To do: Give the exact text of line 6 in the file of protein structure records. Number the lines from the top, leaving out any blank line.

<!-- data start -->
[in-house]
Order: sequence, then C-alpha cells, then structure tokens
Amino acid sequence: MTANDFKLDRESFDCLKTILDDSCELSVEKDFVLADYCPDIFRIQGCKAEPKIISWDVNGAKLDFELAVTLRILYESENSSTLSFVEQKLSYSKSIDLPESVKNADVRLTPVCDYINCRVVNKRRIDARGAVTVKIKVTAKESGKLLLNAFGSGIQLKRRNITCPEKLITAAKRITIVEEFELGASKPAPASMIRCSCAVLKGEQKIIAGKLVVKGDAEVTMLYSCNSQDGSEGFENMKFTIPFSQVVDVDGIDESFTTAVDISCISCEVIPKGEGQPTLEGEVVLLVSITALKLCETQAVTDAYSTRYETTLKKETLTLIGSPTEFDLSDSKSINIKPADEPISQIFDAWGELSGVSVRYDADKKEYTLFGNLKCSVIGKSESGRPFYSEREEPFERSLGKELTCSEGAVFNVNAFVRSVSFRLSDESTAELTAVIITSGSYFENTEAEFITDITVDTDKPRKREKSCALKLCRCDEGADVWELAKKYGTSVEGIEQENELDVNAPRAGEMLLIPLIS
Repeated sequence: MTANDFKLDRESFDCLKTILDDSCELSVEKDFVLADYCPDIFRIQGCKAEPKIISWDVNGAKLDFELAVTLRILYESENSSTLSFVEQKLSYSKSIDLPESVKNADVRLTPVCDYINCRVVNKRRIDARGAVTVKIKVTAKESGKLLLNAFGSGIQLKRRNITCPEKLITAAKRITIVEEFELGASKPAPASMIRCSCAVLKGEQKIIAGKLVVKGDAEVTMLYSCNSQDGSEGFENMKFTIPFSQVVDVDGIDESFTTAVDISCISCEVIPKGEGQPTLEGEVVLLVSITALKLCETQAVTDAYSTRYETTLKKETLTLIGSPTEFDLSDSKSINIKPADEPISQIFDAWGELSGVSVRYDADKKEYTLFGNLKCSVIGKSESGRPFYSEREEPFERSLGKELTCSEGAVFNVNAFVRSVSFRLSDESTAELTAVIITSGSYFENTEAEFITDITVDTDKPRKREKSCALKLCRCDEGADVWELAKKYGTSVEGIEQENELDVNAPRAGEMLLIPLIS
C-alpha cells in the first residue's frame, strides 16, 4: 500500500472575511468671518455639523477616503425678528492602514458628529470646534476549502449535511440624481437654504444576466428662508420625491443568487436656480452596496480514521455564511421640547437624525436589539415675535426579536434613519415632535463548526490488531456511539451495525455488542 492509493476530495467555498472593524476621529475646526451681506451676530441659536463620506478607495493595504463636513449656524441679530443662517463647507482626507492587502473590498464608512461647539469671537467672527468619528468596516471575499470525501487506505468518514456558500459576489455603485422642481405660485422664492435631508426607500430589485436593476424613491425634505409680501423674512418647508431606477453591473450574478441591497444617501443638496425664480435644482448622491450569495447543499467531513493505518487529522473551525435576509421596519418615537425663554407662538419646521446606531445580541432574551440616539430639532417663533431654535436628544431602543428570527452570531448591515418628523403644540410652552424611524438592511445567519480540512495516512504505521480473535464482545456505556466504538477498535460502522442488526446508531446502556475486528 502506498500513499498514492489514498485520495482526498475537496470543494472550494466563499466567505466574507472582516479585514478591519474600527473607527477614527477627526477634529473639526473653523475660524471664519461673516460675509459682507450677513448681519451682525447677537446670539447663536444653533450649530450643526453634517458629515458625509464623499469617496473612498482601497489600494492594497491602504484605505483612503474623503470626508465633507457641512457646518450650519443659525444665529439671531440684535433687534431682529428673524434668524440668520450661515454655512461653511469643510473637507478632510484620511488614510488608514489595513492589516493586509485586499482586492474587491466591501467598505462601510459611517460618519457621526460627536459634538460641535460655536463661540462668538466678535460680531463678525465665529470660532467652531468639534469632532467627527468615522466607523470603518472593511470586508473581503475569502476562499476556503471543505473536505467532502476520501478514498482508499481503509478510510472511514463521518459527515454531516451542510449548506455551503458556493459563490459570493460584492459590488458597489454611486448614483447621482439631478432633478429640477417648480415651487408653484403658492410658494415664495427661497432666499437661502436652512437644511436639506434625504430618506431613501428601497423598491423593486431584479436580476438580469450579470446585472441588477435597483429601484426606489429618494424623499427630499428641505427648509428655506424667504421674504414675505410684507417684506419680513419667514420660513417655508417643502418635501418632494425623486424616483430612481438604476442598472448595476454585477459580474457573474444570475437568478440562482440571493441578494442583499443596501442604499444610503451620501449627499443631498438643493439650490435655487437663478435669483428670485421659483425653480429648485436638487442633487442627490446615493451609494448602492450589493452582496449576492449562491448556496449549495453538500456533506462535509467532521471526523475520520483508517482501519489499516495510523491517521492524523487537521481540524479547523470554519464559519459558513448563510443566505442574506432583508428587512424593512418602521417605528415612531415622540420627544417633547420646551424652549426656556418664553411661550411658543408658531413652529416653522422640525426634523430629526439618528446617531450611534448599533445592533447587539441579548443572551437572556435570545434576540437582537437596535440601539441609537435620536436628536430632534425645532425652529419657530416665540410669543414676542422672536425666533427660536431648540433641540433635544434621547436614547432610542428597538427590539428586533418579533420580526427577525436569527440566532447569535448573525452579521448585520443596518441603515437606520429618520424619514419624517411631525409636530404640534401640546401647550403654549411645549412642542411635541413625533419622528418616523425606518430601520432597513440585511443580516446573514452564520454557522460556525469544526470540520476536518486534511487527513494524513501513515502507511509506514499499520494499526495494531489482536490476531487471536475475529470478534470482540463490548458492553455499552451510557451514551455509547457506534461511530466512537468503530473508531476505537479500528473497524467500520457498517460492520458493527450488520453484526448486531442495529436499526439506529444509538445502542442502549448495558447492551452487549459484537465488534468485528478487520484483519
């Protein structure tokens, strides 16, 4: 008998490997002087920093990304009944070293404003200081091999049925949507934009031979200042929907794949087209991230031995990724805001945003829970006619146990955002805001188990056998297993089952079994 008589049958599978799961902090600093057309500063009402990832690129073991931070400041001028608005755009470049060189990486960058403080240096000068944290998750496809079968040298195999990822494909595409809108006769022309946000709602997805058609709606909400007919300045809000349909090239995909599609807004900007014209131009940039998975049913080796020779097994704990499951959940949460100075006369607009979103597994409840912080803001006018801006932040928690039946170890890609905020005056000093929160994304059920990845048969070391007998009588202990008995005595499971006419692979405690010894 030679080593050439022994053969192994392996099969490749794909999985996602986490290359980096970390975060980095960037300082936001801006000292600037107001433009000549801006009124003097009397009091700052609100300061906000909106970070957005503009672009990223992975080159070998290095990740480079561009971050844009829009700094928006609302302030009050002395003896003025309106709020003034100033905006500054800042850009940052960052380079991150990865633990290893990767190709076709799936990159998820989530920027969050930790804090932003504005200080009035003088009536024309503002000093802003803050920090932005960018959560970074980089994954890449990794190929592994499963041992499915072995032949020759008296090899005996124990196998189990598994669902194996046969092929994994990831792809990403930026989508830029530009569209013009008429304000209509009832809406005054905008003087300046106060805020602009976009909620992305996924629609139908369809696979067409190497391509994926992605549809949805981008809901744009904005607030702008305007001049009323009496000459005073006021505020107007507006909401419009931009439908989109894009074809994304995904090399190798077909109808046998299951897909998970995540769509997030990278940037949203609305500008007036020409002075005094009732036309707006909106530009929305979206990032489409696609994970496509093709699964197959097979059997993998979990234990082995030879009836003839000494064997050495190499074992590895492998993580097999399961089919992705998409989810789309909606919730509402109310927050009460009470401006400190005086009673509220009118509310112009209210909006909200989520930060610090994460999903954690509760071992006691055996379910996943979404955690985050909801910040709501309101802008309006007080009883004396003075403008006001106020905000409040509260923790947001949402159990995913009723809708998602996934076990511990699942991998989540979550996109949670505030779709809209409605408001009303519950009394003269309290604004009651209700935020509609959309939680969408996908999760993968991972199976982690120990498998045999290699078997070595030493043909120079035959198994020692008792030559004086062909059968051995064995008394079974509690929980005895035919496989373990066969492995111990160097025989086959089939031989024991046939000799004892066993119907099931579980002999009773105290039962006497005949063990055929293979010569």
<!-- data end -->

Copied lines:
């Protein structure tokens, strides 16, 4: 008998490997002087920093990304009944070293404003200081091999049925949507934009031979200042929907794949087209991230031995990724805001945003829970006619146990955002805001188990056998297993089952079994 008589049958599978799961902090600093057309500063009402990832690129073991931070400041001028608005755009470049060189990486960058403080240096000068944290998750496809079968040298195999990822494909595409809108006769022309946000709602997805058609709606909400007919300045809000349909090239995909599609807004900007014209131009940039998975049913080796020779097994704990499951959940949460100075006369607009979103597994409840912080803001006018801006932040928690039946170890890609905020005056000093929160994304059920990845048969070391007998009588202990008995005595499971006419692979405690010894 030679080593050439022994053969192994392996099969490749794909999985996602986490290359980096970390975060980095960037300082936001801006000292600037107001433009000549801006009124003097009397009091700052609100300061906000909106970070957005503009672009990223992975080159070998290095990740480079561009971050844009829009700094928006609302302030009050002395003896003025309106709020003034100033905006500054800042850009940052960052380079991150990865633990290893990767190709076709799936990159998820989530920027969050930790804090932003504005200080009035003088009536024309503002000093802003803050920090932005960018959560970074980089994954890449990794190929592994499963041992499915072995032949020759008296090899005996124990196998189990598994669902194996046969092929994994990831792809990403930026989508830029530009569209013009008429304000209509009832809406005054905008003087300046106060805020602009976009909620992305996924629609139908369809696979067409190497391509994926992605549809949805981008809901744009904005607030702008305007001049009323009496000459005073006021505020107007507006909401419009931009439908989109894009074809994304995904090399190798077909109808046998299951897909998970995540769509997030990278940037949203609305500008007036020409002075005094009732036309707006909106530009929305979206990032489409696609994970496509093709699964197959097979059997993998979990234990082995030879009836003839000494064997050495190499074992590895492998993580097999399961089919992705998409989810789309909606919730509402109310927050009460009470401006400190005086009673509220009118509310112009209210909006909200989520930060610090994460999903954690509760071992006691055996379910996943979404955690985050909801910040709501309101802008309006007080009883004396003075403008006001106020905000409040509260923790947001949402159990995913009723809708998602996934076990511990699942991998989540979550996109949670505030779709809209409605408001009303519950009394003269309290604004009651209700935020509609959309939680969408996908999760993968991972199976982690120990498998045999290699078997070595030493043909120079035959198994020692008792030559004086062909059968051995064995008394079974509690929980005895035919496989373990066969492995111990160097025989086959089939031989024991046939000799004892066993119907099931579980002999009773105290039962006497005949063990055929293979010569």